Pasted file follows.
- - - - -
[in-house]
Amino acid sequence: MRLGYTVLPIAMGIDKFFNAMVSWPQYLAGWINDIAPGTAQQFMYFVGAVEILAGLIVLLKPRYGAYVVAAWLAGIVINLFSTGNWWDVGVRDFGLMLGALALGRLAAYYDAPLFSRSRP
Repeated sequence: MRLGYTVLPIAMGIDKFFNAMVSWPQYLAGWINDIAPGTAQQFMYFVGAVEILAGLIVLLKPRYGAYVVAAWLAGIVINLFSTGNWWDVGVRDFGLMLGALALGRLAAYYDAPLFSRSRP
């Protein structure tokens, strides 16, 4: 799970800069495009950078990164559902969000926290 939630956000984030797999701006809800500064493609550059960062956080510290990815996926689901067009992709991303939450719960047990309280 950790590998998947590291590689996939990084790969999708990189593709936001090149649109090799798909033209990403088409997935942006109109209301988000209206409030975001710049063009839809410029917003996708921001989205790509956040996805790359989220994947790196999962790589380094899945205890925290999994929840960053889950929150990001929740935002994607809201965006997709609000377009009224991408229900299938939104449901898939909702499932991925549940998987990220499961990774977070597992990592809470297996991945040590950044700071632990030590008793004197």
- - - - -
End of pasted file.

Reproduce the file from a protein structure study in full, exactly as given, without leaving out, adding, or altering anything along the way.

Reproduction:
[in-house]
Amino acid sequence: MRLGYTVLPIAMGIDKFFNAMVSWPQYLAGWINDIAPGTAQQFMYFVGAVEILAGLIVLLKPRYGAYVVAAWLAGIVINLFSTGNWWDVGVRDFGLMLGALALGRLAAYYDAPLFSRSRP
Repeated sequence: MRLGYTVLPIAMGIDKFFNAMVSWPQYLAGWINDIAPGTAQQFMYFVGAVEILAGLIVLLKPRYGAYVVAAWLAGIVINLFSTGNWWDVGVRDFGLMLGALALGRLAAYYDAPLFSRSRP
């Protein structure tokens, strides 16, 4: 799970800069495009950078990164559902969000926290 939630956000984030797999701006809800500064493609550059960062956080510290990815996926689901067009992709991303939450719960047990309280 950790590998998947590291590689996939990084790969999708990189593709936001090149649109090799798909033209990403088409997935942006109109209301988000209206409030975001710049063009839809410029917003996708921001989205790509956040996805790359989220994947790196999962790589380094899945205890925290999994929840960053889950929150990001929740935002994607809201965006997709609000377009009224991408229900299938939104449901898939909702499932991925549940998987990220499961990774977070597992990592809470297996991945040590950044700071632990030590008793004197």